Letting go of what we love is often an incredibly painful process. To deny what once gave us pleasure and joy can be the most difficult act asked of us. In the rhythm of life, losing what we work to cling so closely to is often necessary in order to be welcomed into a new beginning that we may or may not have known we needed.
Recently I have found myself having to let go of expectations. Expectations I had for myself and expectations I had for others. I created this world inside my head, this world that included a version of myself I was trying so hard to step into. I had it all figured out, the kind of life I was certain I could be fulfilled in. Now it was just time for me to mold myself into that person, to start wrestling my desires and thoughts into this tiny box of where I was sure God needed me to be.
Instead of finding purpose and meaning, I found anxiety and a severe lack of self confidence because I wasn’t created to live up to the expectations in my head. I found myself micromanaging situations, relationships, and conversations to fit this perceived version of myself, worrying incessantly about future decisions and forgetting that whole trusting God thing. It’s draining not being able to live up to your own expectations because then you actually become your own worst critic.
My expectations had manifested into a messy reality and it was only through the death of this reality that I could experience freedom and peace and hope and contentment in being who I was created to be. I had to deny my own expectations and desires for the relationships and life I thought I wanted, finding myself humbled and broken in the moments proceeding this loss.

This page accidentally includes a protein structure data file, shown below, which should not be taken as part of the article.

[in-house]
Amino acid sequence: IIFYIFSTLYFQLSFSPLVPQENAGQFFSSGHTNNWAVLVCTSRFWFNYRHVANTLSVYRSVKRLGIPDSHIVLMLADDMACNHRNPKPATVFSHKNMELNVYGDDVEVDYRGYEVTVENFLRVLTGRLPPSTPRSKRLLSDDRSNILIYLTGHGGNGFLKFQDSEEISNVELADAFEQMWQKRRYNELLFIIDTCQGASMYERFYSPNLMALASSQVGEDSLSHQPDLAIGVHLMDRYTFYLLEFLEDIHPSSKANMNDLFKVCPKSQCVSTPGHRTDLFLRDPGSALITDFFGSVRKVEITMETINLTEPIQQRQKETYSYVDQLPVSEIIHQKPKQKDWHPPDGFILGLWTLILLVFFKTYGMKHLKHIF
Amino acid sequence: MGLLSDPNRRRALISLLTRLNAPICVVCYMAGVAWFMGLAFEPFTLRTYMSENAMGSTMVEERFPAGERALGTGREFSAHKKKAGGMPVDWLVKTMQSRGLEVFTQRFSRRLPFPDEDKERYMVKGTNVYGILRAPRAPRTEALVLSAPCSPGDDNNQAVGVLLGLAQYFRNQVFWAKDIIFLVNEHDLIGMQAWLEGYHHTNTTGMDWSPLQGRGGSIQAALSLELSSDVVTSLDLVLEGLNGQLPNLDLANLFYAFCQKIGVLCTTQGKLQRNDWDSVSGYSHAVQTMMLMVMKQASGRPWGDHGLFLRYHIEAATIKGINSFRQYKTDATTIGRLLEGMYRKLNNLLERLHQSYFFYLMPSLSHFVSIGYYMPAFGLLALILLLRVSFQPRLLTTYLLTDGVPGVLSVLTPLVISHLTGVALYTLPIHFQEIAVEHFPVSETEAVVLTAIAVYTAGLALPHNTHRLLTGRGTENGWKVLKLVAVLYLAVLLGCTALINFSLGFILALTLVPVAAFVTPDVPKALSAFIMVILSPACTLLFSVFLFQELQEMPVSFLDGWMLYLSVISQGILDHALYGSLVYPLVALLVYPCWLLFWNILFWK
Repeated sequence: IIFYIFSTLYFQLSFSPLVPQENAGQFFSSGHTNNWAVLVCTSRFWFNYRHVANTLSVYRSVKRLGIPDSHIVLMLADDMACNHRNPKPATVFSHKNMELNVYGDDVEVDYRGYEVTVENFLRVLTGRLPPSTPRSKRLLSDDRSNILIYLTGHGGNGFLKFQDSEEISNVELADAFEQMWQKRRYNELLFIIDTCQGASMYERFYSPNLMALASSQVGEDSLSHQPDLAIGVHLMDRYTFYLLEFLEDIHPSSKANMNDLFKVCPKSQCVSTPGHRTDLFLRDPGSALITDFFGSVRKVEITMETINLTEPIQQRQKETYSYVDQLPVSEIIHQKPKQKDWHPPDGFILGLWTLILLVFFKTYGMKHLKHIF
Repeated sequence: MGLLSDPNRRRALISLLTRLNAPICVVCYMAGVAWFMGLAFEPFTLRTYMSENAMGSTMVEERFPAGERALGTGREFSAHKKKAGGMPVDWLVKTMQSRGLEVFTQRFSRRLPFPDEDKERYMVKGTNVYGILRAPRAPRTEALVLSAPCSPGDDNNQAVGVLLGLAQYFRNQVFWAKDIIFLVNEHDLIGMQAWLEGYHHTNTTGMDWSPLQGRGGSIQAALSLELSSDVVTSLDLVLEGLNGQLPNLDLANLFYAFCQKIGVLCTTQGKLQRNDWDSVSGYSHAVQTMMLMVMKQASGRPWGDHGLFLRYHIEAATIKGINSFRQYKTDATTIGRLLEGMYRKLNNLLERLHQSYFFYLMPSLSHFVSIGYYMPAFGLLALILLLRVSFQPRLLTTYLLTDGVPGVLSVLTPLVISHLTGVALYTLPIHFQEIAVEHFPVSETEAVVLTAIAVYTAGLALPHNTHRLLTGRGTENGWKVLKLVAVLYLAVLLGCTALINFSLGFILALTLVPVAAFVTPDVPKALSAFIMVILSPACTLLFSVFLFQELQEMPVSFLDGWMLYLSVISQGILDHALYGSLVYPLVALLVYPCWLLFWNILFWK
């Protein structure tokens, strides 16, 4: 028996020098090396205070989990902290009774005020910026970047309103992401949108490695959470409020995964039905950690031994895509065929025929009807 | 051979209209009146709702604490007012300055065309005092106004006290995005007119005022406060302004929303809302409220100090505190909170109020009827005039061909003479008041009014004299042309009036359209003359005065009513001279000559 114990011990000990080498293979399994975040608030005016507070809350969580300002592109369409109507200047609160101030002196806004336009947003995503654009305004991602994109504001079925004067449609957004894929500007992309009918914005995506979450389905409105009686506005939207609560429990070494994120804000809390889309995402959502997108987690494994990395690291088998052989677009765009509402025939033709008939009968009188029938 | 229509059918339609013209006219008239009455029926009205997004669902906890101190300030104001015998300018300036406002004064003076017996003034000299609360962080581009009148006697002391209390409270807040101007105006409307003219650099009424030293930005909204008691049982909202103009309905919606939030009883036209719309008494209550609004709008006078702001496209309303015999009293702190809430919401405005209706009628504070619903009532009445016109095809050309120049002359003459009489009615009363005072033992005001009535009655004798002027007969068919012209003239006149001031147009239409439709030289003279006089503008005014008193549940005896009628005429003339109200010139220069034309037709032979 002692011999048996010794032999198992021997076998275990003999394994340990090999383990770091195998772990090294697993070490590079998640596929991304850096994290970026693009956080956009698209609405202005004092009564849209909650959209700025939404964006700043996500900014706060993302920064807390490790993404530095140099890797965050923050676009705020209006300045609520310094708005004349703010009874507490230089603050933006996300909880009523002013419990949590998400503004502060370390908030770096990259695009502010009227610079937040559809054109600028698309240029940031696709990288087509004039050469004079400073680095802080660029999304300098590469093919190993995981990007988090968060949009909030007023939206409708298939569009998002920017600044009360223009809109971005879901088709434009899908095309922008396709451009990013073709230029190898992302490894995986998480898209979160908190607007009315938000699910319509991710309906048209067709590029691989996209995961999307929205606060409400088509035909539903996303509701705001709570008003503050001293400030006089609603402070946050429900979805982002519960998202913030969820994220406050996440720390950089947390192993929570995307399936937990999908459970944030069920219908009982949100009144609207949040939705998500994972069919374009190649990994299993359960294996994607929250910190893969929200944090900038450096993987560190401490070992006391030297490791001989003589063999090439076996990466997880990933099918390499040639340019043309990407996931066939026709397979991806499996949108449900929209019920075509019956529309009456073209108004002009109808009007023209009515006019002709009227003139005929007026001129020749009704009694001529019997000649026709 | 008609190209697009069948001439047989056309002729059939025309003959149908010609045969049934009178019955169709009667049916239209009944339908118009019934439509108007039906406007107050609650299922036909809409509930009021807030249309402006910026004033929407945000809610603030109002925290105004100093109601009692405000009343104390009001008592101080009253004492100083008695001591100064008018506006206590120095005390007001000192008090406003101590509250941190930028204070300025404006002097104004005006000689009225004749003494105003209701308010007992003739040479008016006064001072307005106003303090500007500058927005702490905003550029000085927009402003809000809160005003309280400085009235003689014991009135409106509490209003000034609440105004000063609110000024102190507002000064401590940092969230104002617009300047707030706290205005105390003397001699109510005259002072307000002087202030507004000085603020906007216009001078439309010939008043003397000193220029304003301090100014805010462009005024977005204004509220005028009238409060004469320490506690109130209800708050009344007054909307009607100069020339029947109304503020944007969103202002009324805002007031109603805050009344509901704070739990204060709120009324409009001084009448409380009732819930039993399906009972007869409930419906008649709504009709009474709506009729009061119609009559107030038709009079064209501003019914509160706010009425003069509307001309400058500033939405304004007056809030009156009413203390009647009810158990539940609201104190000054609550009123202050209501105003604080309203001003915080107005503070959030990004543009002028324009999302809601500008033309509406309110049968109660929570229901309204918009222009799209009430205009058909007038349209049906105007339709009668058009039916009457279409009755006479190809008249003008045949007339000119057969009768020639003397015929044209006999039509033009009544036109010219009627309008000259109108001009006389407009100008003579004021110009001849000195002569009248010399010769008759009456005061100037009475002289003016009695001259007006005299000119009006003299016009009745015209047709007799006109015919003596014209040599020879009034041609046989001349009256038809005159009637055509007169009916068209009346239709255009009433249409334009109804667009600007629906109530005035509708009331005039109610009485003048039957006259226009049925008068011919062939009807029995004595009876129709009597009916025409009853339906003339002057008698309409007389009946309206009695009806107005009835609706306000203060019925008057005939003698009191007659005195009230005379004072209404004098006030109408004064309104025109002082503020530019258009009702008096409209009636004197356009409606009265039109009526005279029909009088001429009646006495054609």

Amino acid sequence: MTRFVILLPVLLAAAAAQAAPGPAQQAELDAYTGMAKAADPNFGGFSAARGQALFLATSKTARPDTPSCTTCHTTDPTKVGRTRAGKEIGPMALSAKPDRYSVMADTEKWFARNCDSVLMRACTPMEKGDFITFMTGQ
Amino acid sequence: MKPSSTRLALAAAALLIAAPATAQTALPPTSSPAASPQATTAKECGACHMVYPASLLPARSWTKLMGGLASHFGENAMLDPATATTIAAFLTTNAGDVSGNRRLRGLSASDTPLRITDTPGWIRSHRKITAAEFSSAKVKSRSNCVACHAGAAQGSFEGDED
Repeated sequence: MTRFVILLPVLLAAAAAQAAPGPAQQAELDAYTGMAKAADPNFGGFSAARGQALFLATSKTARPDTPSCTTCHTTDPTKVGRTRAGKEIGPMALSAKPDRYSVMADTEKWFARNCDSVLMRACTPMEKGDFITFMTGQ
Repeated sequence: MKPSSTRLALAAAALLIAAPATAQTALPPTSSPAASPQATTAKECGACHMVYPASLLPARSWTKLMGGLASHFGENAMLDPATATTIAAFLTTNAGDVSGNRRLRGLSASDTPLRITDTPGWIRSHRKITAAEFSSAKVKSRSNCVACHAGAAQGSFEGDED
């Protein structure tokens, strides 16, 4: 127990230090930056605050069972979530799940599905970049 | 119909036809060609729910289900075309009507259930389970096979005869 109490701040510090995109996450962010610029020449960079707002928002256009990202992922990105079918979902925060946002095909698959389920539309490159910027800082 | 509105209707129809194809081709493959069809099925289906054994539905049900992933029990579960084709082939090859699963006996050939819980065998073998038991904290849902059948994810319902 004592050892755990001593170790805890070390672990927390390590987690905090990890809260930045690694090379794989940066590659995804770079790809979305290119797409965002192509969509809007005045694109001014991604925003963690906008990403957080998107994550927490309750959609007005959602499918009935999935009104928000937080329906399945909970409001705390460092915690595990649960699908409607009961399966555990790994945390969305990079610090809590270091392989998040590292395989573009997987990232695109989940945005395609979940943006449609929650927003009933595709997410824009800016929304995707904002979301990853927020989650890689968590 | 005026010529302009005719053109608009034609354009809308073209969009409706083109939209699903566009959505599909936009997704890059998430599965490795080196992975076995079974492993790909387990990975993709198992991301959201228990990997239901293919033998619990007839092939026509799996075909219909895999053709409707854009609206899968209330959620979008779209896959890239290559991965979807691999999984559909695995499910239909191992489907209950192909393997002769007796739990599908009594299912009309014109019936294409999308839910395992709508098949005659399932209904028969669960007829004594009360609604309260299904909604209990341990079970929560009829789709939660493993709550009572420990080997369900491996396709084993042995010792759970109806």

But in the space left over, I found hope. A lot of it. And excitement has been bubbling up within me as I am learning to trust my place in the overall Story of the Gospel. As I meditate on the life of Jesus and the life we are called to, the more I’m recognizing the idea of letting go being reiterated throughout Scripture. Several times throughout the Gospels, Jesus calls us lose our expectations and ideals for life and instead to find it in Him (Matthew 10:39; Matthew 16:25; Mark 8:35; Luke 17:33). This idea of letting go is not new, but it certainly is revolutionary in our daily lives.
I believe that starting to let go of our lives in the way Jesus calls us to starts with letting go of the expectations we create in our minds. The expectations that we aren’t meant to live up to, that will create disappointment and failure. It is through the death of these expectations, and the messy realities that come with them, that we can start to truly live. We are promised that we cannot comprehend what God has promised for those who love Him (1 Corinthians 2:9). Our expectations and perceived scenarios of what we want cannot measure up. We are called to be. To live moment by moment in the life and expectations God created and to rest in the assurance of the Gospel of grace, joy, peace, and hope. God promises us a full life, but we must deny our own expectations and adhere to His in order to find it.